One of my favorite illustrations of the different incentives private enterprise and government face when it comes to the provision of security is an incident that took place in a Philadelphia Starbucks in April 2018. Two black men who said they were waiting for a potential business partner wanted to use the restroom, though they hadn’t purchased anything. They were asked to order something or leave.
They did neither, the cops were called, and the men were eventually arrested after refusing to be on their way. This event received a lot of press attention compared to most arrests for trespassing. The Starbucks CEO met with the arrested men and later closed eight thousand Starbucks locations for a day of sensitivity training.
There was a similar incident with United Airlines: after being unable to convince a sufficient number of passengers to voluntarily take a later flight, they got the Chicago Police to forcibly remove a passenger, leading to a viral video of a bloodied man being dragged from the airplane.
In the aftermath, both Starbucks and United were threatened with boycotts, and their stock prices took a hit. By contrast, nobody boycotted the Philadelphia or Chicago Police, which acted on these corporations’ behalf, nor did those departments undergo special training due to these scandals. The reason is obvious: police departments are much less constrained in terms of people being able to take their business elsewhere.
One might remark that these companies were within their rights in ejecting these individuals. (I would agree in the Starbucks case, but whether a small-print contractual “agreement” existed between United and the removed passenger is unclear to me.) But that is irrelevant to the question of what security practices are profit maximizing. It does not make sense for a business to eject patrons at the first sign of trouble, but rather to tolerate nuisances until the cost of toleration becomes greater than the cost of using force (which includes the potential backlash from patrons who will think the use of force was unjustified).
I have argued elsewhere that determining the optimal tradeoff between these values is only possible under the institutional framework of private property and voluntary exchange that enables economic calculation. Because tax-funded police departments do not operate under this framework, they are unable to navigate this and other tradeoffs.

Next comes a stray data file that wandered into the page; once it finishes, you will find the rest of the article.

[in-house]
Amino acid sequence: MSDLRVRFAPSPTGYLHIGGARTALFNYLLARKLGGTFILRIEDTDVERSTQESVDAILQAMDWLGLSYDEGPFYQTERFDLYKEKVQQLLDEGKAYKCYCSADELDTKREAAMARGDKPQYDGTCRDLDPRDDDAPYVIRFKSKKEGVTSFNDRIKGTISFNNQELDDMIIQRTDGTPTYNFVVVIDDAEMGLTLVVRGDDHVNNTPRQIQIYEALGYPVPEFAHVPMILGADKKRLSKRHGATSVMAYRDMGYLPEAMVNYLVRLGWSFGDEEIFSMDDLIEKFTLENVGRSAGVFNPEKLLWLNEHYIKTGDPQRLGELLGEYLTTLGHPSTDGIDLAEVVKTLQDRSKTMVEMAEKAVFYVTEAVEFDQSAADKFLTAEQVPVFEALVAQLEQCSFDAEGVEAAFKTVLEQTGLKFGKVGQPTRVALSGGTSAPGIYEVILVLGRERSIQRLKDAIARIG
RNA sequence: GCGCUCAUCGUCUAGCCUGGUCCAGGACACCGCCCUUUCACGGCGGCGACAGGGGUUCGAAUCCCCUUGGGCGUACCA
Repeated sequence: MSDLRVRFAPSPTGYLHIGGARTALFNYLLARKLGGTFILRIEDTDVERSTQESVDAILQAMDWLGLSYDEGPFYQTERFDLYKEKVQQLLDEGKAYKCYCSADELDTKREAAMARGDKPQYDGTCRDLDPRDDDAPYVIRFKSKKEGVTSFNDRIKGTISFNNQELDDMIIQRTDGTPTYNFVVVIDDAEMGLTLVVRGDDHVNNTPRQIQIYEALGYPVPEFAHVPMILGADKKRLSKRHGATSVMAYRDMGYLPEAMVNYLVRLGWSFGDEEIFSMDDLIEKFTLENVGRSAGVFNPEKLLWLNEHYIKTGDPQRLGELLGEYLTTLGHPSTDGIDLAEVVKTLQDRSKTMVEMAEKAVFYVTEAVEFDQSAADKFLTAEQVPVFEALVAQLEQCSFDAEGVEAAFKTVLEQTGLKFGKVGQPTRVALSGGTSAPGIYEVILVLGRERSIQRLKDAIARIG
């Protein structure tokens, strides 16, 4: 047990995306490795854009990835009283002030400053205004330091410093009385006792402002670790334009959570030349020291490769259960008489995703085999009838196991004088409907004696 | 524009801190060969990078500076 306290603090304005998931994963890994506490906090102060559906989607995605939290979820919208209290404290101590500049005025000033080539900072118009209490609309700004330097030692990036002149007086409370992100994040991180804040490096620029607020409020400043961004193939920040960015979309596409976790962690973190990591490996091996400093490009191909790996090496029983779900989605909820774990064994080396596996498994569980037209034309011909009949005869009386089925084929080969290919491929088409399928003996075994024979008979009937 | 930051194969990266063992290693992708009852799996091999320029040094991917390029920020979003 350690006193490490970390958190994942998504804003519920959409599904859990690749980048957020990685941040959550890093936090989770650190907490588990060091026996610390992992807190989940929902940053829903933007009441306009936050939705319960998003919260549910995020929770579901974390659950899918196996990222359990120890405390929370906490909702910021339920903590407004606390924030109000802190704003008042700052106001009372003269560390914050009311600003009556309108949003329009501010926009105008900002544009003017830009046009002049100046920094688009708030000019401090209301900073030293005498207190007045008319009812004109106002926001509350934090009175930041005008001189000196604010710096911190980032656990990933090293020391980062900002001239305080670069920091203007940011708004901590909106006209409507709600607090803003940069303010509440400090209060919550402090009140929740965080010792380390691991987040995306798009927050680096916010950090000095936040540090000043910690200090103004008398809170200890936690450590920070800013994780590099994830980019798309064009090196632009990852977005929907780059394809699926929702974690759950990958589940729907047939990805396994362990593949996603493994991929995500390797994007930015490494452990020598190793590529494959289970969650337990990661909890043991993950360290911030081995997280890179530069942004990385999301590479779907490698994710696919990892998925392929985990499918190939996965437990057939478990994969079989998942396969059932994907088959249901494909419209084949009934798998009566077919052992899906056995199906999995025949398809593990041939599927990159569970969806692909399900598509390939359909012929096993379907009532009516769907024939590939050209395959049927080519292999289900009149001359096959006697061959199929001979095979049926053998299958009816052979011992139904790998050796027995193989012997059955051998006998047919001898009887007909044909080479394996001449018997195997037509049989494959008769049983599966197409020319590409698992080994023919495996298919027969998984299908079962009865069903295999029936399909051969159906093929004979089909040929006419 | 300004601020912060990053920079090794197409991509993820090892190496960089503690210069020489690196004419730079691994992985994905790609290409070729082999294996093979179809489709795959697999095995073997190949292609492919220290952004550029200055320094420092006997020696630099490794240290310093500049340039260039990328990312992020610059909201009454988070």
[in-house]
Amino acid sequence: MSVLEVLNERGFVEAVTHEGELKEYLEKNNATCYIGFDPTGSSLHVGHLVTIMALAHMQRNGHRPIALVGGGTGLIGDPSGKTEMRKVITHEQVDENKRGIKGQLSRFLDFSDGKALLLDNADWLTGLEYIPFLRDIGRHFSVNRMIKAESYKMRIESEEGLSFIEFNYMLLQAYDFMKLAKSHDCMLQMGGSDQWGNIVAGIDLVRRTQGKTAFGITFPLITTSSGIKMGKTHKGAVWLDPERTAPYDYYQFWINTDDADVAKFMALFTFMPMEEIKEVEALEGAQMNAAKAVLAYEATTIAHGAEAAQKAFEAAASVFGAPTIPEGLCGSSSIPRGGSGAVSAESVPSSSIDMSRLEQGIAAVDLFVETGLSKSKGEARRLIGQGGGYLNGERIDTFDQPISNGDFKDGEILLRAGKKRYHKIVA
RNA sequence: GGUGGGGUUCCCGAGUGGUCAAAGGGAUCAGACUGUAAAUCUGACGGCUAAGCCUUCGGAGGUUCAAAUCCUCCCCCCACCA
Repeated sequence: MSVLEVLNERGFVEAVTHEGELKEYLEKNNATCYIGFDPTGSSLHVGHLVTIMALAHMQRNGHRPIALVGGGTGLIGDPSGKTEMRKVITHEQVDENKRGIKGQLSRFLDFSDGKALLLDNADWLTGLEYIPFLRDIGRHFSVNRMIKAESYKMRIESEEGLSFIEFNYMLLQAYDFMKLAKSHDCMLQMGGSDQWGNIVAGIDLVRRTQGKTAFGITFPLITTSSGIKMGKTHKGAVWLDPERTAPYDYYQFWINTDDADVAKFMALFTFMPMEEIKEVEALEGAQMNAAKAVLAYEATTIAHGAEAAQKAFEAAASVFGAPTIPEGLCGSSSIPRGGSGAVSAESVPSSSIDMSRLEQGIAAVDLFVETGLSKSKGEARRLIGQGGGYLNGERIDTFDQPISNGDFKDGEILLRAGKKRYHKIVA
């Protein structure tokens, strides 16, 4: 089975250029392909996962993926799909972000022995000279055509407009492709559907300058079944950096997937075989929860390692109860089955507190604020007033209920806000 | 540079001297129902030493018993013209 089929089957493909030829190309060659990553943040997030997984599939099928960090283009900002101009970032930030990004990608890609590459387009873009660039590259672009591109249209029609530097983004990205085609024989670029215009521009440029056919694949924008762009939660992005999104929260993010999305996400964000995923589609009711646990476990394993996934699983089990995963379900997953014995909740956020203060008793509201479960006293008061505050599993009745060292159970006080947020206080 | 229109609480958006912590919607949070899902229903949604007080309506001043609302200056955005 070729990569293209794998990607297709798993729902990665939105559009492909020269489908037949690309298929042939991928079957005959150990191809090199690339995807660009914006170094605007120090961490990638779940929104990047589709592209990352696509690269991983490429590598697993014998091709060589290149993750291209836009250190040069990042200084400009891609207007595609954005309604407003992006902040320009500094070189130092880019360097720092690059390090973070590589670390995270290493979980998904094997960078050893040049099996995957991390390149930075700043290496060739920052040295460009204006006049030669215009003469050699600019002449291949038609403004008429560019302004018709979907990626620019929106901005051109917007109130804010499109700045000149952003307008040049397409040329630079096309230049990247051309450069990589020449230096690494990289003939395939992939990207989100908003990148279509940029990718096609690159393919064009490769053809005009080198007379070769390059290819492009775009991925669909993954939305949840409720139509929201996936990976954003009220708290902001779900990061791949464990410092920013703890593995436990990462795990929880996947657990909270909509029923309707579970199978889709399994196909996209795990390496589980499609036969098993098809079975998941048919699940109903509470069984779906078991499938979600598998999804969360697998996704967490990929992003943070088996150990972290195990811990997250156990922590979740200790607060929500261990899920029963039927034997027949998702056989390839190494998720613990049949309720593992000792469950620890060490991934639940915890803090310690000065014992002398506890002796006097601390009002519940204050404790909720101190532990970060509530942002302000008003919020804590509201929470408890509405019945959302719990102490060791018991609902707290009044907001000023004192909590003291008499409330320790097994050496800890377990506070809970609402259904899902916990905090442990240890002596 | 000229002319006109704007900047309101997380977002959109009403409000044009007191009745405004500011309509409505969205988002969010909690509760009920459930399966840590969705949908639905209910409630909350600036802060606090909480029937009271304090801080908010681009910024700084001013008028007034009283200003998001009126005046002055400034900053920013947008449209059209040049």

Recent events demonstrate the continued need for this framework of competition and voluntary exchange; it’s not as if an optimal tradeoff between orderliness and overbearingness could be found and forever remain the optimal arrangement. It is also possible to overshoot in favor of one side of the tradeoff, but thankfully competition and profit and loss reveal this entrepreneurial error.
From the look of things, Starbucks went too far in tolerating nuisances, and it has cost them. According to the Wall Street Journal:
Starbucks Corp. said Monday that it is closing 16 U.S. stores after workers reported incidents related to drug use and other disruptions in cafes.
Starbucks said it would permanently close six stores each in the Seattle and Los Angeles areas, two in Portland, Ore., and single locations in Philadelphia and Washington, D.C., by the end of the month.
(It’s not clear whether this was the same Philadelphia Starbucks mentioned above.) Further, it looks like they have reversed course and reimplemented the policies enforced by the Philadelphia Starbucks manager:
Starbucks also said it would give store managers leeway to close restrooms, limit seating or reduce operations in response to safety concerns…. Managers can continue to change store layouts if needed, including limiting seating to customers, the spokeswoman said.
While Starbucks leadership clearly wants to avoid situations like the Philadelphia arrests, their attempt to do so has resulted in employees and customers feeling unsafe. Fortunately, competition has enabled these people to work and drink coffee elsewhere. The profit and loss system demonstrated that Starbucks made an entrepreneurial error in choosing its security policies.
In addition to demonstrating the importance of economic calculation in security, this situation also shows the importance of private control over property. The cities in which Starbucks locations are closing have serious homelessness issues, which are irrevocably intertwined with so-called public property. If the state, rather than private companies, were running these cafes, not only would economic losses present no barrier to continuing these policies, but refusing service to nonpaying customers and ejecting homeless loiterers would likely result in legal challenges.
The “anarcho-tyranny” that prevails in these cities is also an issue. Starbucks CEO Howard Schultz in commenting on these closings says these cities have “abdicated their responsibility in fighting crime.” This is obviously the case when city governments no longer prosecute thefts under $950. But what makes these governments worse than useless is that individuals who use force to defend their property themselves are threated with prosecution. If the Philadelphia Police Department were called about loiterers at a Starbucks today, who knows whether they would make an arrest!